• The Trap of Materialism

    We live in a very materialistic society. We work jobs we don’t like to buy stuff we don’t need to impress people we don’t like. Mark Driscoll in his book Who Do You Think You Are?: Finding Your True Identity in Christ shows us the problem of our culture’s incipient materialism:

    Today, with television tours of the world’s wealthiest people’s homes, we no longer compare our possessions to those of the generations before us or our neighbors but rather to the elite’s. The results are coveting, overspending, and debt fueled by advertising. Some sociologists call this “competitive consumption,” which forces average people and families to work harder, spend less time with those they love, and live more miserably enslaved to debt in an ongoing effort to prop up some false sense of identity and personal value. Third, products are not simply valued for their usefulness but rather play a central role in the cultivation and maintenance of our identity. This is a powerful explanation for why consumer goods are so much more than objects we use; they are things for which we will fight and sometimes even kill. The point is that in today’s consumer culture, our goods are carriers of meaning. They define us, send social signals to others, and construct our identities. Subsequently, wearing non-designer clothes, driving an old car, and using anything but the latest technology somehow devalues us as human beings. Put bluntly, when consumerism is your religion and stuff the object of your worship, “the things you own end up owning you,” to quote Tyler Durden from the movie Fight Club(1999).

    Where can you see materialism in your own life?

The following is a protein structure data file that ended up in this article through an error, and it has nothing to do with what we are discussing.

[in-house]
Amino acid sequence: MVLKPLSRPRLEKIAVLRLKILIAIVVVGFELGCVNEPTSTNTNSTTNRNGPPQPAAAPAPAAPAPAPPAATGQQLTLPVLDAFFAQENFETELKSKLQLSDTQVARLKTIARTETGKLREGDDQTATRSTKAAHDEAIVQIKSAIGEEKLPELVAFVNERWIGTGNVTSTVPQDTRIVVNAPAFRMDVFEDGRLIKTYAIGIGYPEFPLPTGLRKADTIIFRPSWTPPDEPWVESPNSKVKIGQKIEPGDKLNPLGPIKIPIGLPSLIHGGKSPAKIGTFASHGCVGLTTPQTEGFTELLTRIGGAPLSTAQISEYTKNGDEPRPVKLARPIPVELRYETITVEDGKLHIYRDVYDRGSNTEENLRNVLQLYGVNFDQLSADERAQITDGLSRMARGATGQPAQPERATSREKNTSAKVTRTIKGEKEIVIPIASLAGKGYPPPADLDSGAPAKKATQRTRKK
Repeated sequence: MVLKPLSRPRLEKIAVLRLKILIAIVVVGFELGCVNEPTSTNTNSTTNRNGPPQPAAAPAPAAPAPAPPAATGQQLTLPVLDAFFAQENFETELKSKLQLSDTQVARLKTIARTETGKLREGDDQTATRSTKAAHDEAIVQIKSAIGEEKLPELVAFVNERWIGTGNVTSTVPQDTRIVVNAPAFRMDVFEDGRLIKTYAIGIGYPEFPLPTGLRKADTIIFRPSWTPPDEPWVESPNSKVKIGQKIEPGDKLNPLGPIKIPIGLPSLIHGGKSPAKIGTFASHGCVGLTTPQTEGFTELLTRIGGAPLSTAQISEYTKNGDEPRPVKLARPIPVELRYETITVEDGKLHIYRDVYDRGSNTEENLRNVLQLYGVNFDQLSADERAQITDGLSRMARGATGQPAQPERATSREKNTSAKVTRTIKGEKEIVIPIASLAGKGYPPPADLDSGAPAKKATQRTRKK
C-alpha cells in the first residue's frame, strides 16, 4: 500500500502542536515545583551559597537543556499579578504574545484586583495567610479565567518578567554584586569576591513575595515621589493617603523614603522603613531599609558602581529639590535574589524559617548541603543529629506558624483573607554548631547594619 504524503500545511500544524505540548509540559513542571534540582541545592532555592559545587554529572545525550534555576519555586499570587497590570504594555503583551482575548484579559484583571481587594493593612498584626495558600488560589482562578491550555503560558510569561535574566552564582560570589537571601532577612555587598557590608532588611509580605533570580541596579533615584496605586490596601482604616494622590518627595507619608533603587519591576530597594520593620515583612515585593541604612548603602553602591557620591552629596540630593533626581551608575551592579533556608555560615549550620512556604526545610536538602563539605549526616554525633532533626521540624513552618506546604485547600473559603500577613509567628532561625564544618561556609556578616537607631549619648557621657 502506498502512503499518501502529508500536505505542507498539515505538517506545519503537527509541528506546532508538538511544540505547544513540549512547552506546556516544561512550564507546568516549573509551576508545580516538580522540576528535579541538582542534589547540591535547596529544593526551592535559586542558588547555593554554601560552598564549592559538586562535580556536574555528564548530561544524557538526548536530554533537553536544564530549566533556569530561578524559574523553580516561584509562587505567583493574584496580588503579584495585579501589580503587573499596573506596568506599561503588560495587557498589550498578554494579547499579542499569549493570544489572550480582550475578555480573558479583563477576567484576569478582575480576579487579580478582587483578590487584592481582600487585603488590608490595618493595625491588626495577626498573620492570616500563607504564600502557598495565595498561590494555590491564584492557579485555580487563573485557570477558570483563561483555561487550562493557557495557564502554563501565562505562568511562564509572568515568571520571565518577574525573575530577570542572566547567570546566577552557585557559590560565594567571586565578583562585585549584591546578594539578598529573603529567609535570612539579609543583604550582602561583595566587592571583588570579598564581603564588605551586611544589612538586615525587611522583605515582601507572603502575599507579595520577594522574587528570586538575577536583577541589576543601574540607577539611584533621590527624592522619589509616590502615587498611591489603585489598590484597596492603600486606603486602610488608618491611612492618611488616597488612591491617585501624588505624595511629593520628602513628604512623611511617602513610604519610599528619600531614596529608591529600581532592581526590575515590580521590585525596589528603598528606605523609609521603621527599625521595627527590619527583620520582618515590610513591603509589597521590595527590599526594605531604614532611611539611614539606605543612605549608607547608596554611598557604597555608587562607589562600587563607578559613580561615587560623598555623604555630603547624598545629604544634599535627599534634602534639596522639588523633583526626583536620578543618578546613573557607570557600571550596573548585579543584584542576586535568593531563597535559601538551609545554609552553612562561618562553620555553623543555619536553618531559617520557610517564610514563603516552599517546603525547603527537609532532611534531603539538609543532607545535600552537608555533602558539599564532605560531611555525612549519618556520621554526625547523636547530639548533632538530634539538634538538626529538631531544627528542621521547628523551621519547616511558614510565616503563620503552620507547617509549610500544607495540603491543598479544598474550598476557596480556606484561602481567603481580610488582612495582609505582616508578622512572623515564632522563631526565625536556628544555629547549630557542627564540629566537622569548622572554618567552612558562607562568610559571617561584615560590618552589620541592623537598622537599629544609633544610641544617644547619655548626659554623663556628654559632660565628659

You may also like:

    Where Should Christian Generosity Come From?

    What is your attitude to the poor?

    We Live in Very Religious Times

  • Bill Maher Helps A Cocaine-Dealing Atheist Come to Know Jesus

    This is an amazing testimony!

    For I am not ashamed of the gospel, because it is the power of God that brings salvation to everyone who believes Romans 1:16

    You may also like:

    Do You Have to Believe in a Historical Adam to Believe the Gospel?

    A Question About Predestination

    Spiritual warfare is more boring than you think

     

  • Does Jesus Make a Difference in your life?

    Does the fact that you are a Christian make a true difference in your life? So many Christians today live normal lives with just a bit of Jesus in them. Just enough Jesus so as to not make us look weird. Just enough Jesus so that he will not interrupt our lives. But if Jesus is who he said he is surely this is something we need to radically correct. If our lives are truly changed by what Jesus did on the cross surely our lives should show this difference.

    As you know, I have been reading Francis Chan’s book Forgotten God: Reversing Our Tragic Neglect of the Holy Spirit. (This will be the last time I blog about this book I swear!) read what Chan says about living life with a bit of God added in:

    “Nowhere in Scripture do I see a “balanced life with a little bit of God added in” as an ideal for us to emulate. Yet when I look at our churches, this is exactly what I see: a lot of people who have added Jesus to their lives. People who have, in a sense, asked Him to join them on their life journey, to follow them wherever they feel they should go, rather than following Him as we are commanded. The God of the universe is not something we can just add to our lives and keep on as we did before. The Spirit who raised Christ from the dead is not someone we can just call on when we want a little extra power in our lives. Jesus Christ did not die in order to follow us. He died and rose again so that we could forget everything else and follow Him to the cross, to true Life.”

    It is a challenge to live lives that are truly shaped by Jesus. Are you living the type of radical life that Jesus demands?

    You may also like:

    Is Your Church Successful?

    Tim Keller on Staying Spiritually Vibrant

    Pastors, Bad Priorities and Wasted Time

  • If you don’t Praise Others do you Functionally Deny the Gospel?

    I have started reading Sam Crabtree’s book Practicing Affirmation. So far it is a great book. But the foreword floored me. Not many forewords have floored me. But not many are written by John Piper either. In the foreword Piper quotes the following passage from C.S Lewis’ Reflections on the Psalms: